Dogs No Dogs
Birding · Cave · River/Creek · Wildflowers · Wildlife
The trail opens at 7 a.m. and closes at 5 p.m. on Saturdays and Sundays; and opens at 7 a.m. and closes at 4 p.m Monday to Friday.
The Dassie route runs along the Hennops River and is set against a beautiful backdrop of wildlife, boulders and a large variety of plant life. The route is very gentle and ideal for both beginners and children.
Need to Know
Runners need to pay an entrance fee to access the trail. There is also a small food trailer next to the pay point.
The Dassie Route starts at the Hadeda Camp at the most northern part of this trail, and takes on a eastern heading. The beginning of the trail is dirt path under a canopy of trees and runs along the river until a gentle ascent takes you onto a hill where a Hospital Cave is at the top. The Hospital Cave originates from the Anglo Boer War.
An equally gentle descent on the hill will lead you back to the river, where you'll cross the Hennops River by means of a hanging bridge. The trail heading turns west from here and you are faced with a rather steep, but short, ascent. Once you reach the first intersection, you'll head northward down the Dassie Escape Connector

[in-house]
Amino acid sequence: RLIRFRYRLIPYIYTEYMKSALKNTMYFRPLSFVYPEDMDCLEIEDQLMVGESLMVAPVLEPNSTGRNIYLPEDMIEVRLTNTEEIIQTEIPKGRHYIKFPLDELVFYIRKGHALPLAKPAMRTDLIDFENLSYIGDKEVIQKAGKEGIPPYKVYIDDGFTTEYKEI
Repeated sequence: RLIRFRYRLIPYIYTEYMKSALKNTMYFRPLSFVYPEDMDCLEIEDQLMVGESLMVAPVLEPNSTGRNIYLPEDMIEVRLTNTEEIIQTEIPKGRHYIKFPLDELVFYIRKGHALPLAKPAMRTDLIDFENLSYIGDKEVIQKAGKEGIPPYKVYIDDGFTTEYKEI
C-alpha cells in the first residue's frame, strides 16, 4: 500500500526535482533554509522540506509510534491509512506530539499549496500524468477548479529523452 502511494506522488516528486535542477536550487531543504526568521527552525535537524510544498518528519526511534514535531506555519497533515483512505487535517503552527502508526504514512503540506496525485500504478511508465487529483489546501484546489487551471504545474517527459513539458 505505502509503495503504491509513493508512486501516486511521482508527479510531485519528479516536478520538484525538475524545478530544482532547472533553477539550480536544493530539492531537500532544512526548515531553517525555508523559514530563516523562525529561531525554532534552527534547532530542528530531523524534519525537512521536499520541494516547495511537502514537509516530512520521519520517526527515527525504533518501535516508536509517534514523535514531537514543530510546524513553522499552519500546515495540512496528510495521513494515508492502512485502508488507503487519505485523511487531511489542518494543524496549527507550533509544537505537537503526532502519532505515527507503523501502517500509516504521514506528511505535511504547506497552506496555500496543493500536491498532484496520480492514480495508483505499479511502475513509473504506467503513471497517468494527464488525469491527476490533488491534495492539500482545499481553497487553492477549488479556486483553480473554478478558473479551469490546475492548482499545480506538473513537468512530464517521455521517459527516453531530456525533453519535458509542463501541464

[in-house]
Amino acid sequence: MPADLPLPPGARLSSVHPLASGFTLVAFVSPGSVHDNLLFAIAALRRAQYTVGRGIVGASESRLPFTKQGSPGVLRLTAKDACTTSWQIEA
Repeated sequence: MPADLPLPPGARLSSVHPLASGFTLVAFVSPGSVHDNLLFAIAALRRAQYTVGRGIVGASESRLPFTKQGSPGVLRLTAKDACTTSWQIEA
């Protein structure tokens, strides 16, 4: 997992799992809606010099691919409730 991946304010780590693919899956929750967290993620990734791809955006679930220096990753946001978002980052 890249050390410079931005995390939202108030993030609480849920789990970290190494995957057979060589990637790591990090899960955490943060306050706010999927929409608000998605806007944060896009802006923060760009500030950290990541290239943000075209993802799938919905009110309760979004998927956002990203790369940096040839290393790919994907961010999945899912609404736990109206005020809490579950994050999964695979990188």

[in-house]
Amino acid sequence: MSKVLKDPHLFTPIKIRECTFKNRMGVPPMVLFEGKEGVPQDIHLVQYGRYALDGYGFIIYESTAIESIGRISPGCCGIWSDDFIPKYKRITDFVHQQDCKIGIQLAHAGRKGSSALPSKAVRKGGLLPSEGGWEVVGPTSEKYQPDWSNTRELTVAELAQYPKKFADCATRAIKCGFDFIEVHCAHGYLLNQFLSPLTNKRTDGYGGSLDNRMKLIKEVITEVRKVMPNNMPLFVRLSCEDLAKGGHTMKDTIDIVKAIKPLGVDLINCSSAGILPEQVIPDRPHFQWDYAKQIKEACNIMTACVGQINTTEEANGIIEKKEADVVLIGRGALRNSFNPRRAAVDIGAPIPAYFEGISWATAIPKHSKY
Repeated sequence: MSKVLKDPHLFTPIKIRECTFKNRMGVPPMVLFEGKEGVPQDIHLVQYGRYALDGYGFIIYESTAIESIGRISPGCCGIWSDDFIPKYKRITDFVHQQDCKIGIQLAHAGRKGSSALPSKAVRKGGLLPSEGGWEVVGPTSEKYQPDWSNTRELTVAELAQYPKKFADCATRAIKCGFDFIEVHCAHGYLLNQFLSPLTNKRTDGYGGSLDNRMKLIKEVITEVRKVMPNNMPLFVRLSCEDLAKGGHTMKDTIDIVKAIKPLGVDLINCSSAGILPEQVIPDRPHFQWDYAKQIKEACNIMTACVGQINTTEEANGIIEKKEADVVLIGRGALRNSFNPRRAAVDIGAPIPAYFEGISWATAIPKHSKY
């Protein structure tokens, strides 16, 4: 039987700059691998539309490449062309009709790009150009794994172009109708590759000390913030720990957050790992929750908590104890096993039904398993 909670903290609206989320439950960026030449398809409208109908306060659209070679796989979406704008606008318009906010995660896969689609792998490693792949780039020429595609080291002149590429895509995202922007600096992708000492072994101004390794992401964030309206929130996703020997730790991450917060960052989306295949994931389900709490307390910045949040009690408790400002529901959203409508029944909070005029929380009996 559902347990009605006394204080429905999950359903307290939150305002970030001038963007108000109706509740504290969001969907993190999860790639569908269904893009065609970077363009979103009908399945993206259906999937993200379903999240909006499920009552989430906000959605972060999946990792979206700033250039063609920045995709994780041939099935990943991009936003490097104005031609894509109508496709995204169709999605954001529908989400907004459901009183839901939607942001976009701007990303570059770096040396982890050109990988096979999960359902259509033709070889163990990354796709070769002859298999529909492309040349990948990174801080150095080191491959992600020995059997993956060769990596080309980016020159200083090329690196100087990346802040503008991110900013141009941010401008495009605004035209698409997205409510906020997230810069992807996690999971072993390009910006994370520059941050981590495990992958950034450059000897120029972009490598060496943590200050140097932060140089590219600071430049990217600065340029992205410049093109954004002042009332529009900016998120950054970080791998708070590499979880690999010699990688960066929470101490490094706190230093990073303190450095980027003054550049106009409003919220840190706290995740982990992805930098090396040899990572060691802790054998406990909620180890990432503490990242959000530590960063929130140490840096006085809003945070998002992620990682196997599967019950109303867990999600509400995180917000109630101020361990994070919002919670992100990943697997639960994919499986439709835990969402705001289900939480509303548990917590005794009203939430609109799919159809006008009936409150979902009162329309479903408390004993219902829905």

following the path until you reach the Hennops River where you'll cross the river once more by means of a cable car to reach the starting point at the Hadeda Camp.
The trail is very well maintained and clearly marked; however, you should be vigilant as a large section of the trail is extremely rocky, and you basically descend on fragile rock slide on certain sections of the trail.
Flora & Fauna
This trail has a large variety of plant life, including aloes, cacti and protea. The trail also has lizards, geckos and a variety of bird and butterfly species. Mammals on the trail include Kudu, Eland buck and Klip Dassies.
History & Background
The trail has numerous points of interest, such as a hospital cave from 1899-1902, a once inhabited cave dating back to 1837 and the remnants of a kraal dating back to the Mzilikazi era from the early 1800's.
Shared By: South African Hiker